We are still learning our way around the boat galley and provisioning. It’s a bit different than living on land. Our stove only has two burners so recipes that need a ton of prep and use many pots and pans aren’t ideal (not to mention limited water to wash all of them after). The fridge is pretty tiny and is only chilled while the engine or generator is running. Most of our food pantry are dry goods and canned foods. We are pretty good at stocking up on fresh veggies and fruits wherever we can and we try to be sure they are eaten before going bad.
We had an eggplant and a few red peppers that needed to be used while they were still fresh so I decided that it would be a perfect excuse to try making Shakshouka in the boat galley. I first tried it when we visited Ed’s aunt and uncle, Susha and David, in Miami back in March. A number of us flew in to celebrate David’s birthday and Susha had lots of food made for an entire weekend for everyone to enjoy, including the Shakshouka. I fell in love as soon as I took the first bite. Not only is this a very hearty meal, typically eaten as breakfast, but it would also be perfect for our passage from Deltaville, VA towards Norfolk the next day.
I took to Internet to find a recipe and most were not using eggplant or red pepper. I found one recipe that sounded amazing on the blog At the Immigrants Table and modified the recipe a bit from there – the blog post alone was a great read.
- 1 medium eggplant
- 1 large onion
- 1 red pepper
- 2 medium-large tomatoes
- 1 14.5oz can of diced tomatoes
- 3 large cloves of garlic
- 1 tsp of salt or more to taste
- 1 1/2 tsp of smoked paprika
- 1/2 tsp of chipotle chili pepper
- 1 packet of sweetener or 1 tsp of sugar
- Juice of 1/2 lemon
- 1 1/2 tsp Parsley flakes or fresh parsley to taste
- 3-4 tbsp of olive oil
- fresh basil leaves for garnish
- 4 eggs when ready to serve
- Dice onion into small pieces, place 1 tbsp of olive oil into heated pan. Sauté onions on medium heat until golden – about 7-10 mins.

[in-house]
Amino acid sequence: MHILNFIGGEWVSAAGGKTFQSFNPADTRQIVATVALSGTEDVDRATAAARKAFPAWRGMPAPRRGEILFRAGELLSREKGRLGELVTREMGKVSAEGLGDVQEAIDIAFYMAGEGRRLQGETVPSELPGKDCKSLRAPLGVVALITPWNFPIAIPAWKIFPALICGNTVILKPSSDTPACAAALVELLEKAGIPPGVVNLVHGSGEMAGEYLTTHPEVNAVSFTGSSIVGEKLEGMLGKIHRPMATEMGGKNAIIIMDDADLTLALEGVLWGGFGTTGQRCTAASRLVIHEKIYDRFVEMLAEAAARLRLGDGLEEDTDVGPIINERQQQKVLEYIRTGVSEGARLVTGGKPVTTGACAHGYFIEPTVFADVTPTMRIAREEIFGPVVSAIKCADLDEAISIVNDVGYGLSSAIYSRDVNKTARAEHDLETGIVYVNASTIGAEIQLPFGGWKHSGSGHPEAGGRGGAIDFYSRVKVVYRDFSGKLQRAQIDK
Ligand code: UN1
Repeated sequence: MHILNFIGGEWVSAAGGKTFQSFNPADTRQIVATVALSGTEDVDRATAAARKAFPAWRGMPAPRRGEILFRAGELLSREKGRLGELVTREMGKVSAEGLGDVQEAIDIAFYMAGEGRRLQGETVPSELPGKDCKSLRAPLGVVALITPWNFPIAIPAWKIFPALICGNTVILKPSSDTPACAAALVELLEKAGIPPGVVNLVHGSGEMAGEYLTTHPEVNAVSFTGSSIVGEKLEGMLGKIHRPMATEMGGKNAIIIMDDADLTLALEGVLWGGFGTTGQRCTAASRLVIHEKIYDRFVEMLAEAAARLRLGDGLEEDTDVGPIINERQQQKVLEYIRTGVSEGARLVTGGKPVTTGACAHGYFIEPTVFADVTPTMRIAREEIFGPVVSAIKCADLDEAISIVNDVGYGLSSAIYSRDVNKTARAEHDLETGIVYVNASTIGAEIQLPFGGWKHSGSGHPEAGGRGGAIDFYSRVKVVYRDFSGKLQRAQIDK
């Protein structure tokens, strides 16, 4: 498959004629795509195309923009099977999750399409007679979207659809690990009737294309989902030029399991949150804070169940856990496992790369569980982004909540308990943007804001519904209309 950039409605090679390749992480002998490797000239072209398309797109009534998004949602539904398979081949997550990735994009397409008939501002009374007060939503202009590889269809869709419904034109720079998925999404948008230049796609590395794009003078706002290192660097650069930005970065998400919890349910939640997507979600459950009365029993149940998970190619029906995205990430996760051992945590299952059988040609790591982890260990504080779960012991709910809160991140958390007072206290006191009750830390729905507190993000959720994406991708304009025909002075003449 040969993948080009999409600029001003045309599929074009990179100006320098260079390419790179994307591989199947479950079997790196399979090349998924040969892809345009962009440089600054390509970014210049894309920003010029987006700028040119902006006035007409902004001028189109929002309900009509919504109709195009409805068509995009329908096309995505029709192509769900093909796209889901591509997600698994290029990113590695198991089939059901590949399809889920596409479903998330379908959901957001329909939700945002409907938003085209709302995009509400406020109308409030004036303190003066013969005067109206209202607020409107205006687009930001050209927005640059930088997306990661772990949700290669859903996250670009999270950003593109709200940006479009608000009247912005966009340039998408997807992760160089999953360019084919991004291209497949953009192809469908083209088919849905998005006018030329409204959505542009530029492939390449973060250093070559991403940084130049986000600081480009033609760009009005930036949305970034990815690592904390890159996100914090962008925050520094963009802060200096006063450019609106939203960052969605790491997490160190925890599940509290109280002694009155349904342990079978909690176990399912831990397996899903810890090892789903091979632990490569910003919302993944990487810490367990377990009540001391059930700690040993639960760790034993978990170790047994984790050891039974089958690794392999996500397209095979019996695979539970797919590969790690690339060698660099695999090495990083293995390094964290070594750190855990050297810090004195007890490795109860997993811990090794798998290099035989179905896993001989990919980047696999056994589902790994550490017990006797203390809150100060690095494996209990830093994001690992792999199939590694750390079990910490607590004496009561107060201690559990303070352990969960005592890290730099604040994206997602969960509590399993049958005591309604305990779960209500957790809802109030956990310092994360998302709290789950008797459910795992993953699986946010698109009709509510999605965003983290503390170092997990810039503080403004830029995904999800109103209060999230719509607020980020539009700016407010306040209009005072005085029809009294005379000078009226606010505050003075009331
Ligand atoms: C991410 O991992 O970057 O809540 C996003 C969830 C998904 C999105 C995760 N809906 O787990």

- While the onions are cooking, dice eggplant into 1/2 inch cubes and red pepper into similar sized pieces. Once the onions are golden move them to the side of the pan. Add 1-2 tbsp of olive oil and drop the eggplant cubes into the oil taking care not to overcrowd. As the eggplant is beginning the brown (1-2 min), you can start mixing it in with the onions and making room for the remaining eggplant cubes, if needed.
- Let eggplant and onion brown on medium to low heat for another 7-10 minutes, stirring occasionally.
- Stir in red peppers and continue to sauté for another 5-7 minutes.
- While eggplant is cooking, dice the tomatoes. Once the mixture is browned, stir in the diced fresh tomatoes. Let their juices run out and use the juice to scrape all the carmelized yummies from the bottom of the pan. Stir in the canned diced tomatoes.
- Let the mixture cook for another 10 mins covered on a low heat, stirring occasionally. In the meantime mince the garlic.
- Add the salt, garlic, smoked paprika, chipotle chili pepper, sweetener to the pan. Add the lemon juice. If you are using dry parsley flakes you can add them now as well. For fresh parsley, add at the end.
- Continue cooking on low heat until most of the liquid is gone, about 5-10 mins.
At this point the base mixture is done and can be turned off and kept in the pan on the stove over night (key given the small fridge/limited water). The brilliance of this dish is that you can then use the hot mixture to cook the eggs. So when you are ready to eat, simply:
- Reheat the mixture on medium-low heat
- Once hot, make a well with a spoon and drop an egg into each well.
- Sprinkle a dash of salt and ground pepper onto each egg.
- Cover with lid to help the eggs cook through.
- Cook until the desired egg consistency – about 5-7 min. It’s best to let the yolk still be a bit runny.